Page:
THE EASTER BUNNY Biography - Religious Figures & Icons


Biography » religious figures icons » the easter bunny


Eggs, like rabbits and hares, are fertility symbols of extreme antiquity; since             
birds lay eggs and rabbits and hares give birth (to large litters) in the early             
spring, these became symbols of the rising fertility of the earth at the Vernal             
The saying "mad as a March hare" refers to the wild caperings of hares as the               
males fight over the females in the early spring, then attempt to mate with them.           
Since the females often rebuff the males' advances before finally succumbing,               
the mating behavior often looks like a crazy dance; these fights led early                 
observers to believe that the advent of spring made the hares "mad".                       
Rabbits and hares are both lagomorphs; they are prolific breeders. The females             
can conceive a second litter of offspring while still pregnant with the first (the         
two are born separately); this phenomenon is known as superfetation. Lagomorphs             
mature sexually at an early age and can give birth to several litters a year (hence         
the sayings, "to breed like bunnies" or "multiply like rabbits"). It is                     
therefore not surprising that rabbits and hares should become fertility symbols,           
or that their springtime mating antics should enter into Easter folklore;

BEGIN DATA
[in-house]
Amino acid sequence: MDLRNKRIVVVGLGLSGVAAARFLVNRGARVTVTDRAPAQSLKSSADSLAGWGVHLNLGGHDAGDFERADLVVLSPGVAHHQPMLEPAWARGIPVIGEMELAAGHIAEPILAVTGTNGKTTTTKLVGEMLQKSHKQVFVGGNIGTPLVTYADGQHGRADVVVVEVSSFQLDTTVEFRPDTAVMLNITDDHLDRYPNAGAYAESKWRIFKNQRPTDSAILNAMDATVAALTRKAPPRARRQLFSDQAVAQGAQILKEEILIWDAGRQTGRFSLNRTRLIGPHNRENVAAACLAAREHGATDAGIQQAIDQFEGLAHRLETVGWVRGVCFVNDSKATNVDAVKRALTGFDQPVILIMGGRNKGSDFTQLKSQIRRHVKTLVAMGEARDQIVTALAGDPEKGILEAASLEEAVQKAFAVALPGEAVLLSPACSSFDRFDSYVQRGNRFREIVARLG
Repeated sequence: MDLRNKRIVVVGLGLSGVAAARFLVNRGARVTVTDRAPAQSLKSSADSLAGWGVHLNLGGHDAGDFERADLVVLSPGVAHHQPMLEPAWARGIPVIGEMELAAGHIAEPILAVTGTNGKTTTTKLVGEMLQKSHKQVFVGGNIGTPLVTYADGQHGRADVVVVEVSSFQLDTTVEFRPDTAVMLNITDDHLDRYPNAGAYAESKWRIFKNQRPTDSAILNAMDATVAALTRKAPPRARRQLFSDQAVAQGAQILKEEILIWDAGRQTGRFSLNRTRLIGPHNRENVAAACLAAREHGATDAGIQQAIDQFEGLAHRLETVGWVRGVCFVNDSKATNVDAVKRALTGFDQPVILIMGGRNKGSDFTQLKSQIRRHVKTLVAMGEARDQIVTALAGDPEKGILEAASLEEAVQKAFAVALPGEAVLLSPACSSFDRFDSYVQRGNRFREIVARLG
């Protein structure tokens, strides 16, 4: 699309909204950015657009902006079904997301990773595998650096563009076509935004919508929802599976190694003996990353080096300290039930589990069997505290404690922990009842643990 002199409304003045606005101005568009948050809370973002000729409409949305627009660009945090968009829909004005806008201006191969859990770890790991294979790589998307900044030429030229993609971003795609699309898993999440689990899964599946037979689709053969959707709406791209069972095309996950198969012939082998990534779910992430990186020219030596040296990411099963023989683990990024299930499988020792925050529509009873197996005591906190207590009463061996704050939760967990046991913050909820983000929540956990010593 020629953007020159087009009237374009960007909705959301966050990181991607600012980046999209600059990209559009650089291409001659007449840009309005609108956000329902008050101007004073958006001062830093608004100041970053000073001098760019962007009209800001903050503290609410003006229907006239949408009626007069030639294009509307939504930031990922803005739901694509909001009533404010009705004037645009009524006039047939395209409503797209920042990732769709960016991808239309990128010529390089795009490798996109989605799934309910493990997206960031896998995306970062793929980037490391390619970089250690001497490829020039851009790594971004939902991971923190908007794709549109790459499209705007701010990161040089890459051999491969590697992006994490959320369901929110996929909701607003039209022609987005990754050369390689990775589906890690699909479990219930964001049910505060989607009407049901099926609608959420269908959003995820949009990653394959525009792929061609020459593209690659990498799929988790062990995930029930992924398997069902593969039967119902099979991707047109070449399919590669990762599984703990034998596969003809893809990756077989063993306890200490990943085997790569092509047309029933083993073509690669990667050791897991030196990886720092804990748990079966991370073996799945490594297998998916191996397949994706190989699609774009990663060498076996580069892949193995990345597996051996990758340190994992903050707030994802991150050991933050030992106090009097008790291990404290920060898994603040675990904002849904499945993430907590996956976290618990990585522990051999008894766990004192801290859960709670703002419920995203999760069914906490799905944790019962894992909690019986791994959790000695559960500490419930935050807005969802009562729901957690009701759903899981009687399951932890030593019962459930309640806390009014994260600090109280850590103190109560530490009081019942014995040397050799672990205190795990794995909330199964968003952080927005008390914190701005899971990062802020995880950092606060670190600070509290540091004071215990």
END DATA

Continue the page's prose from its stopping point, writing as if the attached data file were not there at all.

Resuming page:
however, the notion of a rabbit that lays eggs has an uncertain past. It may               
have simply arisen from a confusion of symbolism but, like much of the holiday             
of Easter itself, it could be a direct heritage from older traditions. In                   
English, the word "Easter" etymologically comes from an ancient pagan goddess of           
the spring named Eostre, related to German Ostara. According to a popular piece             
of folklore, Eostre once saved a bird whose wings had frozen during the winter             
by turning it into a rabbit. Because the rabbit had once been a bird, it could             
still lay eggs, and that rabbit became the modern Easter Bunny.                             
The precise origin of the custom of coloring eggs is not known, although it too             
is ancient; Greeks to this day typically dye their Easter eggs red, the color of           
blood, in recognition of the renewal of life in springtime (and, later, the                 
blood of the sacrificed Christ). Some also use the color green, in honor of the             
new foliage emerging after the long "dead" time of winter. Other colors,                   
including the pastels popular in the United States and elsewehere (possibly                 
symbolizing the rainbow), seem to have come along later.                                   
German Protestants wanted to retain the Catholic custom of eating colored eggs             
for Easter, but did not want to introduce their children to the Catholic rite of           
fasting. Eggs were forbidden to Catholics during the fast of Lent, which was the           
reason for the abundance of eggs at Easter time.[citations needed]                         
The idea of an egg-laying bunny came to the United States in the 18th century.             
German immigrants in the Pennsylvania Dutch area told their children about the "Osterhase". 
"Hase" means "hare", not rabbit, and in Northwest European folklore the "Easter             
Bunny" indeed is a hare, not a rabbit. According to the legend, only good                   
children received gifts of colored eggs in the nests that they made in their               
caps and bonnets before Easter.                                                             
A hundred years later, Jakob Grimm wrote of long-standing similar myths in                 
Germany itself. Noting many related landmarks and customs, Grimm suggested that             
these derived from legends of Ostara.